Members of the Wounded Warriors of Canada joined other servicemen and women from the U.S. and Britain to begin this ride from Paris, France yesterday, May 27th. They will reach London on June 2nd after cycling past historic battlefields from World Wars I and II and paying homage to all who sacrificed for our freedom. In London 1,300 other riders taking part in the 2013 Hero Ride will join them, cycling to the capital from all corners of the country.
While we are talking about heroes, I also want to shine a spotlight on a couple of literacy programs. Read To Feed is a school-based program whose tag line is “Teaching Children to Be Everyday Heroes”. It delivers a reading incentive service-learning agenda that offers global education opportunities and fosters in children a love for reading, a passion to help others and a motivation to make a difference in creating a better world.
As students read through teacher-organized programs, they collect pledges that will be collected as they reach their reading goals. As the website attests, “No matter the size of the gift, the impact is great. Just $20 buys a flock of chicks, which can provide a family protein through eggs and an income. For $60, students can buy trees to provide fruit for a family and at the same time help protect the soil. For $120, students can give a family a goat, which provides milk for the home and to sell for income to pay for school fees, medical care and to use to build a better, more hopeful life.”
Equally as important are programs that benefit those in our own countries and Project Night Night is one. No one needs to be reminded that children are the innocent victims of so many situations that forever impact their life. This organization works with 10,000 volunteers each year to provide homeless children with a “night-time comfort package” which includes a stuffed animal, an age appropriate book and a security blanket. Here’s how you can get involved.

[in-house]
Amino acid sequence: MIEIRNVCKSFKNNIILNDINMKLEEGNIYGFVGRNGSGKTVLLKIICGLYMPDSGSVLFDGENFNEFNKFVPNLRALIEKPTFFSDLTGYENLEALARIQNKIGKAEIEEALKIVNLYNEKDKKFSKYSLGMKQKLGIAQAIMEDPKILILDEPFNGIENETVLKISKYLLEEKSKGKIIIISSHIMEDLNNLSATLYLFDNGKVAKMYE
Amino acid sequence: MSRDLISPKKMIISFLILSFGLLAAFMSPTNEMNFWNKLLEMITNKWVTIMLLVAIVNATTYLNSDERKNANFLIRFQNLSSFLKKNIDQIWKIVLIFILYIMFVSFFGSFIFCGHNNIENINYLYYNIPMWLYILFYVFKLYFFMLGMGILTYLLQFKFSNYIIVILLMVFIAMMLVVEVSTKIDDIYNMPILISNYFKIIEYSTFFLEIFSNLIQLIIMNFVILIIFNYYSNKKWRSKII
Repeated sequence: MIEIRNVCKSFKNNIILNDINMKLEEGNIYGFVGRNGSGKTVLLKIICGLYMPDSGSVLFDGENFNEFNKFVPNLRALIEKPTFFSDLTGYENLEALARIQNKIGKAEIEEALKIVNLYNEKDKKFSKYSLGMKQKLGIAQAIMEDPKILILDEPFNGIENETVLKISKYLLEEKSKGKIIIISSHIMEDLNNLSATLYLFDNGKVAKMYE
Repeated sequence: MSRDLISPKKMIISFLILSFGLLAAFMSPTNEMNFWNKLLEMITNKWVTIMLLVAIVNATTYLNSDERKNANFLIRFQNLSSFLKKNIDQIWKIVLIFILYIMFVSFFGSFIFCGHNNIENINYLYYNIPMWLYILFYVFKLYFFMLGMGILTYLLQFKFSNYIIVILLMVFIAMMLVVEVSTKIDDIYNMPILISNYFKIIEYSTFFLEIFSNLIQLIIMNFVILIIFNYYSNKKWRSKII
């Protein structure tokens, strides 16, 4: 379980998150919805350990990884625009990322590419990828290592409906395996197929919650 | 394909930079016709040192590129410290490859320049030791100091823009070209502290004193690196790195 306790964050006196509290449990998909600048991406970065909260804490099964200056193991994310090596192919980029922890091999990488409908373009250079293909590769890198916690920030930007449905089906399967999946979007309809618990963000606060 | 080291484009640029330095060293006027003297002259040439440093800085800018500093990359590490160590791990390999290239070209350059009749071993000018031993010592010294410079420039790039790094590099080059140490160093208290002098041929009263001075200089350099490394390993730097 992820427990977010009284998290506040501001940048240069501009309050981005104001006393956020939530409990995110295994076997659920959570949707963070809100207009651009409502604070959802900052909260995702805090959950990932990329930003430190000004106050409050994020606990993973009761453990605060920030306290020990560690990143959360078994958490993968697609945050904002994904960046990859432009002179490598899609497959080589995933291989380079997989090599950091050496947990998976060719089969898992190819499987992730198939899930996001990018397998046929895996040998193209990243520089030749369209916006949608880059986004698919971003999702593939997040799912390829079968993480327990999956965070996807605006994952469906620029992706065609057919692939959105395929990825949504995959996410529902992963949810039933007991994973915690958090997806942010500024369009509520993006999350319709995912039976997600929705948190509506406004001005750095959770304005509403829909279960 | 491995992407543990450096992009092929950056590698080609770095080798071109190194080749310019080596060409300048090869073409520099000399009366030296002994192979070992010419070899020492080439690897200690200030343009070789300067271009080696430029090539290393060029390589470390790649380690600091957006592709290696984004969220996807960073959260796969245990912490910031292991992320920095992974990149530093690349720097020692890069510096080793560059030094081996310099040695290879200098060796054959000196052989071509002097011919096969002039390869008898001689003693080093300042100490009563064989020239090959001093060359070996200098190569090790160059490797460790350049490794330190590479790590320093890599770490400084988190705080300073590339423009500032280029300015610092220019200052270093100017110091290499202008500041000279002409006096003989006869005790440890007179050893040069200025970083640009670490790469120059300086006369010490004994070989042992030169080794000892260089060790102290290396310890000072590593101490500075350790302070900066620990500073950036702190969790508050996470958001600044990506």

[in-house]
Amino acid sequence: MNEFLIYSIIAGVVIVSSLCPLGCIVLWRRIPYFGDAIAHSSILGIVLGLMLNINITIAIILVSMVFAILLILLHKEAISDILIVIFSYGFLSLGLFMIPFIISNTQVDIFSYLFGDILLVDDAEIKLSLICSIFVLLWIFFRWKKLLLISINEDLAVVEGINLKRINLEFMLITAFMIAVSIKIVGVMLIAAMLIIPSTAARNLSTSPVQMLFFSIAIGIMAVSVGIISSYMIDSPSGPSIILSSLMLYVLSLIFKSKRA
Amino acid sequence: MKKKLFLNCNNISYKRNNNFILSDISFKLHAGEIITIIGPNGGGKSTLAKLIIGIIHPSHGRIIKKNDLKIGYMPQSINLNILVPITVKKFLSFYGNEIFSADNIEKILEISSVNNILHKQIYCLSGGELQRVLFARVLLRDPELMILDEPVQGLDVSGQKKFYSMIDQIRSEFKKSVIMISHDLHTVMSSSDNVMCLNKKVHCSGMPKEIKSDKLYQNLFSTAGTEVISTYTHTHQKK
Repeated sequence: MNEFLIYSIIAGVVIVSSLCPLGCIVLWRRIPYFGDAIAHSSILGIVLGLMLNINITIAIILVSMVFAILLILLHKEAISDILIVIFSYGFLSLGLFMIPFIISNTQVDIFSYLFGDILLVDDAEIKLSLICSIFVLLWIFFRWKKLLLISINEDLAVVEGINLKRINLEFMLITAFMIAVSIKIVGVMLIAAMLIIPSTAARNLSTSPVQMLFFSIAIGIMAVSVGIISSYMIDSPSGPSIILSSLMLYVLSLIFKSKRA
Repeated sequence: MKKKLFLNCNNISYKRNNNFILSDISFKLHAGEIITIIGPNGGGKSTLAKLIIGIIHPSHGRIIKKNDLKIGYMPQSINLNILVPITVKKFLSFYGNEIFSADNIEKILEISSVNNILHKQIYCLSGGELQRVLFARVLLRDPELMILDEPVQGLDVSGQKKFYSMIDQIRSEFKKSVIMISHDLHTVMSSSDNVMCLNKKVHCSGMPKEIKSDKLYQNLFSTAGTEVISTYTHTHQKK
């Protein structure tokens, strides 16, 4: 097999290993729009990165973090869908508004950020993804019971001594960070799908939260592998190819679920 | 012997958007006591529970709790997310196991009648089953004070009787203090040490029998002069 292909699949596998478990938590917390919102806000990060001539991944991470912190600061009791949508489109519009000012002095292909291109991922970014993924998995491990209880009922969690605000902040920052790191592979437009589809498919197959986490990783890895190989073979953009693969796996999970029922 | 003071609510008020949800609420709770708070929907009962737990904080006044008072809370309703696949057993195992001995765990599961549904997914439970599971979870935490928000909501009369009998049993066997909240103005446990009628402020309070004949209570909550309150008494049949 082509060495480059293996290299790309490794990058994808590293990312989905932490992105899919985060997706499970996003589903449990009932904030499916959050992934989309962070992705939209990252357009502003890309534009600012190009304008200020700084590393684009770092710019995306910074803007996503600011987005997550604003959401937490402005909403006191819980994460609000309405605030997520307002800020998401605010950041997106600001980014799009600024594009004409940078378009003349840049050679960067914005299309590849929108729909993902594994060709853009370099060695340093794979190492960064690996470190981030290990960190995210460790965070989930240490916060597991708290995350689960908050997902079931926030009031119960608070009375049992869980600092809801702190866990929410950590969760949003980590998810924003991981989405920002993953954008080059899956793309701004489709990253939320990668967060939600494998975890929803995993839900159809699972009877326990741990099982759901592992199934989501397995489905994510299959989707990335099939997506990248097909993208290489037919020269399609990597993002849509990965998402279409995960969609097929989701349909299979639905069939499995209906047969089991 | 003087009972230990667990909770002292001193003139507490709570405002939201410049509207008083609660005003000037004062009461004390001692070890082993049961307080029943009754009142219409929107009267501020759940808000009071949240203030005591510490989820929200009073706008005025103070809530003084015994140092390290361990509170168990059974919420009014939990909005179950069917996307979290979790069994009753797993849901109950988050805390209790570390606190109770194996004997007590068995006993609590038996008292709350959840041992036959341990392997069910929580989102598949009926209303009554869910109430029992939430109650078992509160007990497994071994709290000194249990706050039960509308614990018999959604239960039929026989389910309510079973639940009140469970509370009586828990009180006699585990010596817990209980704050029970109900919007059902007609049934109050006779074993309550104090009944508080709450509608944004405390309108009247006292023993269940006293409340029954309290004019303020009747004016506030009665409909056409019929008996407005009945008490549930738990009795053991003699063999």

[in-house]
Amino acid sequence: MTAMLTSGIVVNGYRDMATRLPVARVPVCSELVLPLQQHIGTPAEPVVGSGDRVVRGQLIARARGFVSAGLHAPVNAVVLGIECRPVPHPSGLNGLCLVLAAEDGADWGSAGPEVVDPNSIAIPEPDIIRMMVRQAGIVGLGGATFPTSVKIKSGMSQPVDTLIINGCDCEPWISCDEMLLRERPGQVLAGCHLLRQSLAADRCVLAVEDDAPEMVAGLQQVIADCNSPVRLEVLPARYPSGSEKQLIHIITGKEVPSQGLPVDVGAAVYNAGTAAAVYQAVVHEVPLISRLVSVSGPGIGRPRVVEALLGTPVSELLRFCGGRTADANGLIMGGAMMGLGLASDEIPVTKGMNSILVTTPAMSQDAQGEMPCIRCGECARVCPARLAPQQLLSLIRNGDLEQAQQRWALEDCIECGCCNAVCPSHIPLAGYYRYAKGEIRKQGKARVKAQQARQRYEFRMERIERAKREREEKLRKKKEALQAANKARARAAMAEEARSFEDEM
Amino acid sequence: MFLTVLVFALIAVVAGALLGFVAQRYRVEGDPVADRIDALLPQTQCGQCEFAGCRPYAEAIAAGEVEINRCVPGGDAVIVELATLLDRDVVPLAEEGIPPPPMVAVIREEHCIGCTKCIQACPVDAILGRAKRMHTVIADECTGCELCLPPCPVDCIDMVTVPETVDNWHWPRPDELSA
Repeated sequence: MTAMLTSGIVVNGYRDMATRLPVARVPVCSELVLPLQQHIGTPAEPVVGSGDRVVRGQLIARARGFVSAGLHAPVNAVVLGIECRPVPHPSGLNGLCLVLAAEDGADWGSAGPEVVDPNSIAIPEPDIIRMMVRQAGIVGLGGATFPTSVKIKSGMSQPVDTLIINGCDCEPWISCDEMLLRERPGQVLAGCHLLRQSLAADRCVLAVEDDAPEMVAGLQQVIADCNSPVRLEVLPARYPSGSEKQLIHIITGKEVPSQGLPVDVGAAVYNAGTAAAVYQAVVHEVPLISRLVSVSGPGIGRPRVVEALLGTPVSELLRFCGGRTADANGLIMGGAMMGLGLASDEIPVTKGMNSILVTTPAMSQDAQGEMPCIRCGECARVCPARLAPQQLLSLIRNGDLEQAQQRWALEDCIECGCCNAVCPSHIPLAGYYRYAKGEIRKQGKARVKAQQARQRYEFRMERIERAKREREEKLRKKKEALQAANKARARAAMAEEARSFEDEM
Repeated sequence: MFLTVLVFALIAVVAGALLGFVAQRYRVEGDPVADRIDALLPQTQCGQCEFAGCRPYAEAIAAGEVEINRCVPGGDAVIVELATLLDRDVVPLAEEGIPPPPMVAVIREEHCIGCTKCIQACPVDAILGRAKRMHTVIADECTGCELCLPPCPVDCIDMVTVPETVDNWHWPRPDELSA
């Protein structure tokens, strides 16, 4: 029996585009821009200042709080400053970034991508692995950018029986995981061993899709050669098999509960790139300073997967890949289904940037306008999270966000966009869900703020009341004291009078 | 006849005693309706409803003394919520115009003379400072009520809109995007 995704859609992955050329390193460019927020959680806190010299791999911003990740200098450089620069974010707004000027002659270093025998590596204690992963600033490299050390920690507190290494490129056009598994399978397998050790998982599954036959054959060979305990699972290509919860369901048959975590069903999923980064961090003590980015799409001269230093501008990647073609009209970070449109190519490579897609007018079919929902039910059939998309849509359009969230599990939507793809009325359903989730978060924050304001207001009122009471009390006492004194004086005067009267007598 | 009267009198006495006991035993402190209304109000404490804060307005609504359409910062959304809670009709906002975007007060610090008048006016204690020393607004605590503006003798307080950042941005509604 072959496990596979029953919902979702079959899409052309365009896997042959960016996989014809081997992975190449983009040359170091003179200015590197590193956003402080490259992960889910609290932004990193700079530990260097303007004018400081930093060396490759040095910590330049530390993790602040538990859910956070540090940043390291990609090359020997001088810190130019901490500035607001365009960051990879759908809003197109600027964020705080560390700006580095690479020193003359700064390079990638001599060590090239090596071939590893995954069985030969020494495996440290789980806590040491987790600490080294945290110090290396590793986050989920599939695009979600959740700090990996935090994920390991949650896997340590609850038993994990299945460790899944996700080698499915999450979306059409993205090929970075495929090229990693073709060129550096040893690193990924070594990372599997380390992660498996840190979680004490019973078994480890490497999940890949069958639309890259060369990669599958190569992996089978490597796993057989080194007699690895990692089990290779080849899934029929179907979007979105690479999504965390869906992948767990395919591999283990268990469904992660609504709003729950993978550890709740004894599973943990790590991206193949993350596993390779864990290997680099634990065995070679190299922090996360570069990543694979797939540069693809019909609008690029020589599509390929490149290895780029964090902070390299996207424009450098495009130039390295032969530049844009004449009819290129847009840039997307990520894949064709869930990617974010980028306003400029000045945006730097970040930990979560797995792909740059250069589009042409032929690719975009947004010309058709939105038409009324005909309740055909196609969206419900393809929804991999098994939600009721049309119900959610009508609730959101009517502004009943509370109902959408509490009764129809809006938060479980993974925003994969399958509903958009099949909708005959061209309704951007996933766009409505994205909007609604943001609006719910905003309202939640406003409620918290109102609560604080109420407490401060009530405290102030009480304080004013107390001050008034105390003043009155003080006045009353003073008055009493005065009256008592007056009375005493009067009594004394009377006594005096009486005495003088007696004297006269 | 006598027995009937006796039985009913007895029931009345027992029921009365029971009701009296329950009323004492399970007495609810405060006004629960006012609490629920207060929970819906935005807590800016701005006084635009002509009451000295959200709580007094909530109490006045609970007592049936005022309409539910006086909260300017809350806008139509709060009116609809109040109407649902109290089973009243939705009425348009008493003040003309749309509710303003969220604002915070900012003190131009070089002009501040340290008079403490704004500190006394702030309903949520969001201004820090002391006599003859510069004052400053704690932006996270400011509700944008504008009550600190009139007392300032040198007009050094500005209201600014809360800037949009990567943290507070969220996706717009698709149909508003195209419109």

Recently, a friend in Toronto told me about a birthday party her ten-year-old had attended where the guests were asked to bring a new book or two as their gift. These were all donated to the Children’s Book Bank, an organization that ensures books are made available to children who otherwise might go without.
The birthday girl and her parents delivered the books to the Book Bank’s office the following weekend and a thank-you card was sent to each child who had donated. I thought it was one of the best birthday ideas I had heard in a long time! If you have heard of similar opportunities that encourage children’s involvement in charitable undertakings, let me know. I love passing news like this on!
BookExpo America begins tomorrow in New York City. Bookaholics rejoice! The biggest event in North America for the book publishing industry, it brings together publishers, editors, agents, authors and readers. The public is welcome to attend and discover the newest books and authors from around the world. It’s a regular Lollapalooza for book lovers!
Next year one of my goals is to be there in the midst of all the exciting book buzz. Are you going?